Does the campus need a dress code?
Is there any need for university and college authorities to think of introducing a dress code on Kerala's campuses, wherever it is not in existence?
Is `provocative dressing' by women any justification for the increasing assaults on them by men? Have the modern outfits become so `revealing' that university and college authorities have to ban them? Was there a strict dress code on the campuses of yesteryear, or is it something we have come to hear of in the present times?
These questions took the form of a national debate after the Vice-Chancellor of Anna University issued an edict on September 1 imposing a dress code for the campus. In his directive, Vice-Chancellor D. Viswanathan made it clear that students should not wear jeans, T-shirts and sleeveless, tight-fitting, or revealing outfits.
Girl students were asked to wear only salwar-kameez. Fearing allegations of gender bias, the university authorities, later, clarified that even men students would not be allowed to wear T-shirts or jeans.
The Hindu-Education Plus caught up with the academia in Kerala to know their stand on the issue of imposing a dress code on campuses. Majority of the respondents opposed enforcement of a dress code, but voiced support for what they called `a decent and modest way of dressing.'
"Kerala has its own traditional style of dressing. People here, generally, follow a modest and decent pattern befitting our culture," says P.K. Abdul Azis, Vice-Chancellor of Cochin University of Science and Technology (Cusat). Dr. Azis says that girl students can avoid `unnecessary attention' from others by dressing decently. "It will be always better if students stick to a dressing style that falls within our cultural milieu," he adds.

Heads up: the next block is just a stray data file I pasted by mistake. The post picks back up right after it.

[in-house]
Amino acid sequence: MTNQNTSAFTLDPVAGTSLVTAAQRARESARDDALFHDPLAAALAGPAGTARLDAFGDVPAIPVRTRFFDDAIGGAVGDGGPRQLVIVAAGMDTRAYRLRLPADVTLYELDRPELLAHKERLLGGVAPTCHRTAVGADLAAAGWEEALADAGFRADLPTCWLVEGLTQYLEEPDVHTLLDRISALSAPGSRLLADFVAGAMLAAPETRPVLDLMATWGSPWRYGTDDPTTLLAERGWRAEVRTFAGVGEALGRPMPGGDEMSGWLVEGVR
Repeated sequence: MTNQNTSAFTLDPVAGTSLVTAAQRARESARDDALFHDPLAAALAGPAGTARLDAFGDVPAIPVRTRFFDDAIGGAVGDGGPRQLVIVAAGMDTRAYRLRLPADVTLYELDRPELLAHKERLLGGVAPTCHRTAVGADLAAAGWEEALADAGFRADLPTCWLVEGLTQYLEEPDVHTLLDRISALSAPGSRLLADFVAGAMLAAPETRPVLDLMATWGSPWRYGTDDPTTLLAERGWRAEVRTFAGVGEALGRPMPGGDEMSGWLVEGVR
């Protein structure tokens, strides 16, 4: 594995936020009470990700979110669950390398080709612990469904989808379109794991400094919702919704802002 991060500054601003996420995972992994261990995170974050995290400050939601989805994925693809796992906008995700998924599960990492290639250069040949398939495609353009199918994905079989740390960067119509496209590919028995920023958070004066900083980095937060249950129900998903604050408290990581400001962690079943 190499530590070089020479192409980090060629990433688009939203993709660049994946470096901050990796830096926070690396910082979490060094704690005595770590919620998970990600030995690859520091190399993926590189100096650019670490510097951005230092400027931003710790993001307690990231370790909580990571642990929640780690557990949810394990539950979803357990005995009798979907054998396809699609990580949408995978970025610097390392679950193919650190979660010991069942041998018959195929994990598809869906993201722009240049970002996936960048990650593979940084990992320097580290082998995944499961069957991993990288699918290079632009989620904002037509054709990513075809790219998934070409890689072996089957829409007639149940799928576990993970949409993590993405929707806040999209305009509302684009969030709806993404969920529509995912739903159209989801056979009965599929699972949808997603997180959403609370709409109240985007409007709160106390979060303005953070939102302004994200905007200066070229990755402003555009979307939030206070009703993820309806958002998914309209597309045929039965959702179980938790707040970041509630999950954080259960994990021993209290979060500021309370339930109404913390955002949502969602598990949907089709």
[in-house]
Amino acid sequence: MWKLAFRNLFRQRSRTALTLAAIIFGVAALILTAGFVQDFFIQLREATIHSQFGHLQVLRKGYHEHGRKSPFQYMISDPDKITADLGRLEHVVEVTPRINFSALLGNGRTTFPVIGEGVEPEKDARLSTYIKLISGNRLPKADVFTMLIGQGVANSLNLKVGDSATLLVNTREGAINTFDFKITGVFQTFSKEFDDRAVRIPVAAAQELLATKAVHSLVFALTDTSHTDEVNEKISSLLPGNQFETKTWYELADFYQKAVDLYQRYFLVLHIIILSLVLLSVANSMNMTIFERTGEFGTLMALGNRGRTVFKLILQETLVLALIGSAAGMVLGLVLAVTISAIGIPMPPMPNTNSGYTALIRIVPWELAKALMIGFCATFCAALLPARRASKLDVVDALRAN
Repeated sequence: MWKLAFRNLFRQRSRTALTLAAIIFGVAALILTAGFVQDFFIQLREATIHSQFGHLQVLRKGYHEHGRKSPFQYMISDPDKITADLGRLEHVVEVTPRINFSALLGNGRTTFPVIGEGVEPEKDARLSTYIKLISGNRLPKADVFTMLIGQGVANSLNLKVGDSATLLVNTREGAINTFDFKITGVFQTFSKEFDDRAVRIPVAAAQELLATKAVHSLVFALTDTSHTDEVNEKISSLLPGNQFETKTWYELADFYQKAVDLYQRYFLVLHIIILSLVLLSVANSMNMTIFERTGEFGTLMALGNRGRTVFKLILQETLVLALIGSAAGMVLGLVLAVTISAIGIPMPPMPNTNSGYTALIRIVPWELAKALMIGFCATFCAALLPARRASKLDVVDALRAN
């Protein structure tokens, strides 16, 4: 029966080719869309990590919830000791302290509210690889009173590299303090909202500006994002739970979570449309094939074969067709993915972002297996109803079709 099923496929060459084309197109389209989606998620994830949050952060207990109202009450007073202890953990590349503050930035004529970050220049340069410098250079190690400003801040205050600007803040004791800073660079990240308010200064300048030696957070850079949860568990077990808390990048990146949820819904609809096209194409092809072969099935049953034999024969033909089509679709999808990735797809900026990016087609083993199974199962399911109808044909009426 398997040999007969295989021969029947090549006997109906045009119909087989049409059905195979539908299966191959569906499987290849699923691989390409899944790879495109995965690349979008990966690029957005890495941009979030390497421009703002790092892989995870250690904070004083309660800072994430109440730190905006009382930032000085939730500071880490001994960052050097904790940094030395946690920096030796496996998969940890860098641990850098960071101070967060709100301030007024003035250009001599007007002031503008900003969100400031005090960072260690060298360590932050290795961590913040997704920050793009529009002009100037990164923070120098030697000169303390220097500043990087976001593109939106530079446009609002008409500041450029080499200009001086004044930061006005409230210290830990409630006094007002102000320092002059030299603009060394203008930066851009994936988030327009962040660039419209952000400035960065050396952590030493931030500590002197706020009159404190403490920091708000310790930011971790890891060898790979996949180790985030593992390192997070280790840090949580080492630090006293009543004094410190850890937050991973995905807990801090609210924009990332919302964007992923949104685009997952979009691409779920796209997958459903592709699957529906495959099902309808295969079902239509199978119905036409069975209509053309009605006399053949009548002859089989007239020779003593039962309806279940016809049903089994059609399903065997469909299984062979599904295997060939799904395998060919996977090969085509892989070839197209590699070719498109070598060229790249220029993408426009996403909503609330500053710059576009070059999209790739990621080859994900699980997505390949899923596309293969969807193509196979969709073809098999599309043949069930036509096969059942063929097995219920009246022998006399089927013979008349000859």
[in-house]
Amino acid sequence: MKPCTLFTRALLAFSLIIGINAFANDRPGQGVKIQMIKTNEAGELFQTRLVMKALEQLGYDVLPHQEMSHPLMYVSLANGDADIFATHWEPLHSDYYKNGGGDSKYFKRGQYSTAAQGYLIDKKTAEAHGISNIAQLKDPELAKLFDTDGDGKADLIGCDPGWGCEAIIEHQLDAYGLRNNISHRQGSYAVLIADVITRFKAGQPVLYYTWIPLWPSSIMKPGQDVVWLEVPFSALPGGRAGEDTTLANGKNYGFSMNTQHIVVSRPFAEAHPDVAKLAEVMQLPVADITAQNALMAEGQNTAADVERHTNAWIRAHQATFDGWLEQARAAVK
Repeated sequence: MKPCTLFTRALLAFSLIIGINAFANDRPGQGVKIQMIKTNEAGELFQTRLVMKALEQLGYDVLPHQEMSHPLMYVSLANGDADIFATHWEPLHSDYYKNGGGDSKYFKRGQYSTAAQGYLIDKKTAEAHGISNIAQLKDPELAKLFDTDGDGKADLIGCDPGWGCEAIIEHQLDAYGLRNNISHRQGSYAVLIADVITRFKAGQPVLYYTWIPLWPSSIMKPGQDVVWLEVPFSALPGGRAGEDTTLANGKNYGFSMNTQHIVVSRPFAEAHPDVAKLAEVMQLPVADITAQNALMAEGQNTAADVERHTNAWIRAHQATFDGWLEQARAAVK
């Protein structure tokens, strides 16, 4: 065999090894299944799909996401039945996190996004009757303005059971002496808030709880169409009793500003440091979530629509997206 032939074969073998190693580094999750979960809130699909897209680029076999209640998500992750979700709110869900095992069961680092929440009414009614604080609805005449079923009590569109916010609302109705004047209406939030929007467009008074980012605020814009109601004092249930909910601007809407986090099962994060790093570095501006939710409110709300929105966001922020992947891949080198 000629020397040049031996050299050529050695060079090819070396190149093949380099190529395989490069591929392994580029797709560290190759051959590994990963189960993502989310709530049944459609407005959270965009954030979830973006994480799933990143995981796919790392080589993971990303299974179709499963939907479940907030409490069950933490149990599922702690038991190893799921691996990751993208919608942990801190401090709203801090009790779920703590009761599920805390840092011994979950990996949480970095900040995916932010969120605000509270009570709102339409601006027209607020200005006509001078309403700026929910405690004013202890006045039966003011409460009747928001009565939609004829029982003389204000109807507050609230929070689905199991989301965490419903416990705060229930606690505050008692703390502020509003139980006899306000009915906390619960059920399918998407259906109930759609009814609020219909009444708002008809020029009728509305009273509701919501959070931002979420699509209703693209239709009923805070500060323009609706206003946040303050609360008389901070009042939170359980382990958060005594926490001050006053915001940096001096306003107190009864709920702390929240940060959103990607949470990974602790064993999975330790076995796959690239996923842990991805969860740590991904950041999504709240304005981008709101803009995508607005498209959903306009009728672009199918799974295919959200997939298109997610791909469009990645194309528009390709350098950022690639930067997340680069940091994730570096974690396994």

Terming attempts to enforce a dress code on campus as `moral policing,' students say that they should be given the right to choose their dress. "At an age when I can exercise my power to elect the Prime Minister, is it not an irony that I do not have the right to decide on my attire?" asks Manoj Abraham, a management student.
Universities and colleges in Kerala are yet to enforce a ban on tight jeans and sleeveless tops. But some of the institutions have issued clear directives to students on how to dress on the campus. "We have included the dress code in our academic calendar. Students are told not to wear tight jeans and short tops on the campus," says Christabelle, Principal, St. Teresa's College, Ernakulam.
Teachers too keep a tab on whether girl students stick to the dress code prescribed on the campus. Sr. Christabelle says that the management does not advise students how to dress but insist on avoiding dresses that are `revealing' in nature. "Majority of the students in our college wear churidars. The latest fashion trends are visible on the campus, but students do take care not to dress in an indecent manner," she adds.
Questioning claims that `provocative dressing' by girls provides ample justification for attacks by men, K.S. Radhakrishnan, Vice-Chancellor of Sree Sankaracharya University of Sanskrit, says that students should be given the freedom to select their attire. "During our college days, girl students used to wear half-sari on the campus. The young men of those days seldom fell prey to any provocative attire," he adds.